Things Cooks Love by Sur La Table and Marie Simmons explores the best kitchen tools, including the Cast Iron Skillet and Portuguese Cataplana, provides information on world cuisines, from The Asian Pantry to The Moroccan Pantry, and offers recipes like Clam, Pork, Sausage, and Bacon Stew and Grilled Butterflied Leg of Lamb.
Excerpt from Things Cooks Love by Sur La Table and Marie Simmons
If you're looking for a piece of cookware that will last a lifetime, look no further. The cast-iron skillet is legendary. In fact, your great grandmother and her mother's mother probably cooked in one. Quite possibly, your family heirloom is still in use today. Solid as a rock and with a sensible design, it's amazingly durable. The secret to the iron skillet's longevity is the extra-thick cast iron used to make it and its versatility in the kitchen. Cast iron isn't a fast conductor of heat, but once it gets hot, it distributes the heat evenly and steadily, holding its temperature like an oven (see Dutch Oven, page 5 of the book). You can choose from a variety of sizes, from small (6˝ inches) to huge (15-1/4 inches), but the 10-inch model is the most convenient, perfect for searing hamburgers or for baking corn bread.
This is the skillet to use for techniques that require a sustained medium to high temperature: pan frying, stir-frying, searing meat, browning onions, cooking bacon, and even baking corn bread.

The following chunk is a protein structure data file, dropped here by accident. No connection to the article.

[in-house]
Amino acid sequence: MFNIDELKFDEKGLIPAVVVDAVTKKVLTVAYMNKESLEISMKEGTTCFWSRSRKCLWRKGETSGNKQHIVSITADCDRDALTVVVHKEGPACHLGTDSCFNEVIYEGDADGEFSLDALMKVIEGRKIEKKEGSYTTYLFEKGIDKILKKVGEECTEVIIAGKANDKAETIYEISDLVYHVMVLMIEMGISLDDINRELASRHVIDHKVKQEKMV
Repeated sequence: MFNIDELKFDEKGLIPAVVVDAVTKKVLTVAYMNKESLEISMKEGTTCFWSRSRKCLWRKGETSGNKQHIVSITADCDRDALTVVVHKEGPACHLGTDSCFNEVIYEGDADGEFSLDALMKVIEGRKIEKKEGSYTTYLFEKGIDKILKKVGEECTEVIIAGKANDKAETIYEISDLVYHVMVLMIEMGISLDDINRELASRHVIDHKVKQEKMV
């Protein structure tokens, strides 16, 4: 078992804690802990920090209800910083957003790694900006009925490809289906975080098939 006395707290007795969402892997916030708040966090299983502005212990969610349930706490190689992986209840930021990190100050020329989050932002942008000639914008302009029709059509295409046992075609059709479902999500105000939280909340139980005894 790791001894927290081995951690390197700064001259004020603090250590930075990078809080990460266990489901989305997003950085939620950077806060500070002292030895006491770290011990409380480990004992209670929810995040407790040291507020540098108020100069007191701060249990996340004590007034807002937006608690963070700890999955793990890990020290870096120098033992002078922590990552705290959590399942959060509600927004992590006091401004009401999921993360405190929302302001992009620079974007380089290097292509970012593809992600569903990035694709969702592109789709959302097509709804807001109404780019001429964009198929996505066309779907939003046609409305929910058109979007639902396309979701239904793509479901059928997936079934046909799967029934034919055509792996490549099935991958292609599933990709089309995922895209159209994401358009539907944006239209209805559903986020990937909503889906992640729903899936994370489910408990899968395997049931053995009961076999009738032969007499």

A cast-iron skillet can be moved from the stove top to a hot oven or broiler to finish cooking. When shopping for a skillet, test its weight to make sure you can lift it comfortably. Some of the larger models have a useful smaller handle directly opposite the longer handle, making it possible to get a grip with both hands.
The long handle gets very hot during use. A silicone or heatproof handle cover is useful for protecting your hand.
Acidic foods—wine, lemon juice, tomatoes—can react with the iron and develop an off flavor. Otherwise, a cast-iron skillet is perfect for braising and stewing.
Cast iron doesn't respond quickly to temperature change, so it is less useful for making sauces or any dish that needs to cool down quickly when it's taken off the heat.
The cast iron will rust if it's not properly seasoned. Seasoning occasionally will keep its surfaces smooth and practically nonstick.
Season a cast-iron skillet prior to its use. With a paper towel or clean cloth, rub the entire skillet—inside, outside, and the handle—with a thin film of vegetable oil. Don't use too much oil or the pan will be sticky. Put both oven racks in the lowest positions in the oven, and place a sheet of aluminum foil on the lower rack to catch any dripping oil. Preheat the oven to 350 degrees F. Invert the skillet on the rack above the foil and bake for 1 hour. Turn off the oven and let the skillet cool in the oven. Repeat as needed.
Clean a seasoned cast-iron pan by sprinkling it generously with coarse salt and rubbing with clean paper towels. If you must use a mild deterent and warm water, make sure to immediately reseason the pan.
Wipe a just-washed skillet dry with a paper towel or dish cloth, and set it over low heat to dry thoroughly. While still warm, use a paper towel to rub in a small amount of vegetable oil. Store in a dry place.
Always consult the manufacturer's instructions.
An enameled cast-iron skillet that has a baked-on matte black enamel interior also works well for high-temperature cooking.
Double Corn Bread with Smoked Mozzarella and Sun-Dried Tomatoes | Stilton-Stuffed Burgers with Caramelized Red Onions and Balsamic Vinegar (see book)
This page created May 2008
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